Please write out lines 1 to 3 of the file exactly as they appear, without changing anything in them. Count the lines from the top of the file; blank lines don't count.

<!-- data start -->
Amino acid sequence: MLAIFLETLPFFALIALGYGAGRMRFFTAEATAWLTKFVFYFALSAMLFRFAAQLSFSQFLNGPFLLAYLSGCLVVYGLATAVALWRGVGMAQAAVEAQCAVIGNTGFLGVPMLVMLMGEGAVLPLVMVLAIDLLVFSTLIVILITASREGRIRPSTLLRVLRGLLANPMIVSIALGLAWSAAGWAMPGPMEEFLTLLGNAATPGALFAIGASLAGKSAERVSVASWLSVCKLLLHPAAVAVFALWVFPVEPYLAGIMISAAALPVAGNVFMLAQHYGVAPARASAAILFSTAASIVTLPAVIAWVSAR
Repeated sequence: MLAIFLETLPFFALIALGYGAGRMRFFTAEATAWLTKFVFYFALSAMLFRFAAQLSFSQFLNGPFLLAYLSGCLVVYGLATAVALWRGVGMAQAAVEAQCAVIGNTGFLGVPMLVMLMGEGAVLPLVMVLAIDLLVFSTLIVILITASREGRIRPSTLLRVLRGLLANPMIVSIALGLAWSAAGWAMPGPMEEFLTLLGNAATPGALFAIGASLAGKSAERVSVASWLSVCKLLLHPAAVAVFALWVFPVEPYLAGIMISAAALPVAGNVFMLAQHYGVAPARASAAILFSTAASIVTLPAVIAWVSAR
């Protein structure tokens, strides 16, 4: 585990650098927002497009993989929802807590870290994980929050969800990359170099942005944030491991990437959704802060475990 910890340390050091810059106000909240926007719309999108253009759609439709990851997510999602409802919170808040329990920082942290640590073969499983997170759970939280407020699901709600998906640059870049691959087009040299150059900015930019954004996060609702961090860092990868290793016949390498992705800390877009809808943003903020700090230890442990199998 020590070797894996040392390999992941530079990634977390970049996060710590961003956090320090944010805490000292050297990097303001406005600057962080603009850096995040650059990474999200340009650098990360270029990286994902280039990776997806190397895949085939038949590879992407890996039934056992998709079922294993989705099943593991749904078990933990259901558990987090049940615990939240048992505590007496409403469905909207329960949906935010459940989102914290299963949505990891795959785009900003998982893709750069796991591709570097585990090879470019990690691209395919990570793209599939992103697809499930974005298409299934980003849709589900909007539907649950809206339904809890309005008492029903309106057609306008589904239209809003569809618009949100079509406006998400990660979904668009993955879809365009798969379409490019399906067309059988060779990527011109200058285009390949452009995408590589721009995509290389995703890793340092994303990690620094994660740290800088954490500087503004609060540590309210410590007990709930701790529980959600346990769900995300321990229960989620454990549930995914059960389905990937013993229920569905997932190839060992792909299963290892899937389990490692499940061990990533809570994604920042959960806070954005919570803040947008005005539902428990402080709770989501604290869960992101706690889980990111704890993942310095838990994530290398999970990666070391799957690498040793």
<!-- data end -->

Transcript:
Amino acid sequence: MLAIFLETLPFFALIALGYGAGRMRFFTAEATAWLTKFVFYFALSAMLFRFAAQLSFSQFLNGPFLLAYLSGCLVVYGLATAVALWRGVGMAQAAVEAQCAVIGNTGFLGVPMLVMLMGEGAVLPLVMVLAIDLLVFSTLIVILITASREGRIRPSTLLRVLRGLLANPMIVSIALGLAWSAAGWAMPGPMEEFLTLLGNAATPGALFAIGASLAGKSAERVSVASWLSVCKLLLHPAAVAVFALWVFPVEPYLAGIMISAAALPVAGNVFMLAQHYGVAPARASAAILFSTAASIVTLPAVIAWVSAR
Repeated sequence: MLAIFLETLPFFALIALGYGAGRMRFFTAEATAWLTKFVFYFALSAMLFRFAAQLSFSQFLNGPFLLAYLSGCLVVYGLATAVALWRGVGMAQAAVEAQCAVIGNTGFLGVPMLVMLMGEGAVLPLVMVLAIDLLVFSTLIVILITASREGRIRPSTLLRVLRGLLANPMIVSIALGLAWSAAGWAMPGPMEEFLTLLGNAATPGALFAIGASLAGKSAERVSVASWLSVCKLLLHPAAVAVFALWVFPVEPYLAGIMISAAALPVAGNVFMLAQHYGVAPARASAAILFSTAASIVTLPAVIAWVSAR
């Protein structure tokens, strides 16, 4: 585990650098927002497009993989929802807590870290994980929050969800990359170099942005944030491991990437959704802060475990 910890340390050091810059106000909240926007719309999108253009759609439709990851997510999602409802919170808040329990920082942290640590073969499983997170759970939280407020699901709600998906640059870049691959087009040299150059900015930019954004996060609702961090860092990868290793016949390498992705800390877009809808943003903020700090230890442990199998 020590070797894996040392390999992941530079990634977390970049996060710590961003956090320090944010805490000292050297990097303001406005600057962080603009850096995040650059990474999200340009650098990360270029990286994902280039990776997806190397895949085939038949590879992407890996039934056992998709079922294993989705099943593991749904078990933990259901558990987090049940615990939240048992505590007496409403469905909207329960949906935010459940989102914290299963949505990891795959785009900003998982893709750069796991591709570097585990090879470019990690691209395919990570793209599939992103697809499930974005298409299934980003849709589900909007539907649950809206339904809890309005008492029903309106057609306008589904239209809003569809618009949100079509406006998400990660979904668009993955879809365009798969379409490019399906067309059988060779990527011109200058285009390949452009995408590589721009995509290389995703890793340092994303990690620094994660740290800088954490500087503004609060540590309210410590007990709930701790529980959600346990769900995300321990229960989620454990549930995914059960389905990937013993229920569905997932190839060992792909299963290892899937389990490692499940061990990533809570994604920042959960806070954005919570803040947008005005539902428990402080709770989501604290869960992101706690889980990111704890993942310095838990994530290398999970990666070391799957690498040793």